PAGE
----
Just now we’re in the phase when we go back and forth to Virginia every few weeks with car loads of books and pots and pans and winter clothes to drop off.

>Living more and more in the country, where deer and bear and turkeys and bobcats all thrive, I have been shocked not to have seen a single bear all year, and only a few fleeting deer. Several shy turkeys that sped off as soon as they perceived a human. These are wild, wild animals in their natural habitat, and in contrast the closely cropped lawn surrounding our Virginia house makes anything that moves a target for some predator. Every living thing is eating something else. Even the bears get eaten, as hunting is encouraged but highly regulated in order to keep populations in check; Virginia hunters harvested more than 2,800 black beras in 2017, North Carolina almost 3,500, leaving the breeding population intact.

Out of whack bear populations, then? With hunting prohibited inside cities, and with every leafy suburb likewise a hunting-free zone, it’s no wonder that wildlife and people are facing crisis together.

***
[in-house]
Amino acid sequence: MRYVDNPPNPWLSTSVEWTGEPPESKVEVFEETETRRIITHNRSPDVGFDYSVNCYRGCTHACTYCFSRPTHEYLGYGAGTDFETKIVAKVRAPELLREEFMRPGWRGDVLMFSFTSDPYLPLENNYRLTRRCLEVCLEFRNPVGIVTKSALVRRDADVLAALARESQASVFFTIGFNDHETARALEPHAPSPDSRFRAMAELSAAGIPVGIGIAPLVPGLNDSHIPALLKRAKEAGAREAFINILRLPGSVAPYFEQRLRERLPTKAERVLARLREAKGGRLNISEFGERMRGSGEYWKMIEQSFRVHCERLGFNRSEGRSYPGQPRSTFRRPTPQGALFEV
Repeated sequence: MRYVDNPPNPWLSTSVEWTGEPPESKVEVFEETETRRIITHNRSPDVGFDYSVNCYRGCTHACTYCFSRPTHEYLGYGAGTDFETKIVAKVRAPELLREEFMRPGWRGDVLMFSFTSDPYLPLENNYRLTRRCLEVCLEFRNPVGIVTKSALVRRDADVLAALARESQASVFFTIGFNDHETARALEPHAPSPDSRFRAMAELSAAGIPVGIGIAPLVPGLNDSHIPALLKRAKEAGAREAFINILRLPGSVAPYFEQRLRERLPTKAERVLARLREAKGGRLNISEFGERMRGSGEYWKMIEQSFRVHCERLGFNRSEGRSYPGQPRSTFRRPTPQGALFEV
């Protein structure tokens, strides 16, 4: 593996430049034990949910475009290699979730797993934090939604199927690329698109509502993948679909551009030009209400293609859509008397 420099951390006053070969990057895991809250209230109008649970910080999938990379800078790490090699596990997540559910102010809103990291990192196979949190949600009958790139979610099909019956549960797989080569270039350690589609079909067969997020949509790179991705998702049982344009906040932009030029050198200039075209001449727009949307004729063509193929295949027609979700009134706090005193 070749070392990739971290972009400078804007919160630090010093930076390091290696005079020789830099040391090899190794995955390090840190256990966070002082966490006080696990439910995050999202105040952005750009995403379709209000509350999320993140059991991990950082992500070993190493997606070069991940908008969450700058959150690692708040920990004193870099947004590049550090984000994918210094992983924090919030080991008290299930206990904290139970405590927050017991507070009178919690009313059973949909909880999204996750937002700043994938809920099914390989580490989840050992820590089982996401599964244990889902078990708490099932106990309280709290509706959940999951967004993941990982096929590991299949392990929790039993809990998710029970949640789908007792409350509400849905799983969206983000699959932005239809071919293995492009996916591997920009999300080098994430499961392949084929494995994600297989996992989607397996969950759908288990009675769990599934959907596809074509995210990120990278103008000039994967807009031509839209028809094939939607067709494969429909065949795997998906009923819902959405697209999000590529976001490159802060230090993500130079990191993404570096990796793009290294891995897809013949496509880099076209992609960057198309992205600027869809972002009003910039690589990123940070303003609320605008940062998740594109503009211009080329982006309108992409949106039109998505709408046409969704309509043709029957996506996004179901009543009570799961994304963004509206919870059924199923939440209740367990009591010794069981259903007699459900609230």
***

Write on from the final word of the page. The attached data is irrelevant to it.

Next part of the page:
My apologies for encouraging this imbalance in the past. My call now is: Plant Less. Remove More. Open up the yard or put a wall around it. Take out a tree.

Move to the country, where the wildlife is wild. Or stay in the city, making every square inch of landscaping a wildlife-free jewel. It’s time to look at a bigger picture.

Nan K. Chase@drinktheharvest, tends her edible, drinkable landscape in western North Carolina, concentrating these days on the allium family (onions, garlic, shallots, leeks, chives), perennial herbs, rhubarb, serviceberry and crabapple trees, plus greens and carrots in the shoulder seasons. She is the author of Eat Your Yard!and co-author of Drink the Harvest, and her crabapple jelly has won a blue ribbon at the Mountain State Fair.


All MOTHER EARTH NEWS community bloggers have agreed to follow our Blogging Guidelines, and they are responsible for the accuracy of their posts. To learn more about the author of this post, click on their byline link at the top of the page.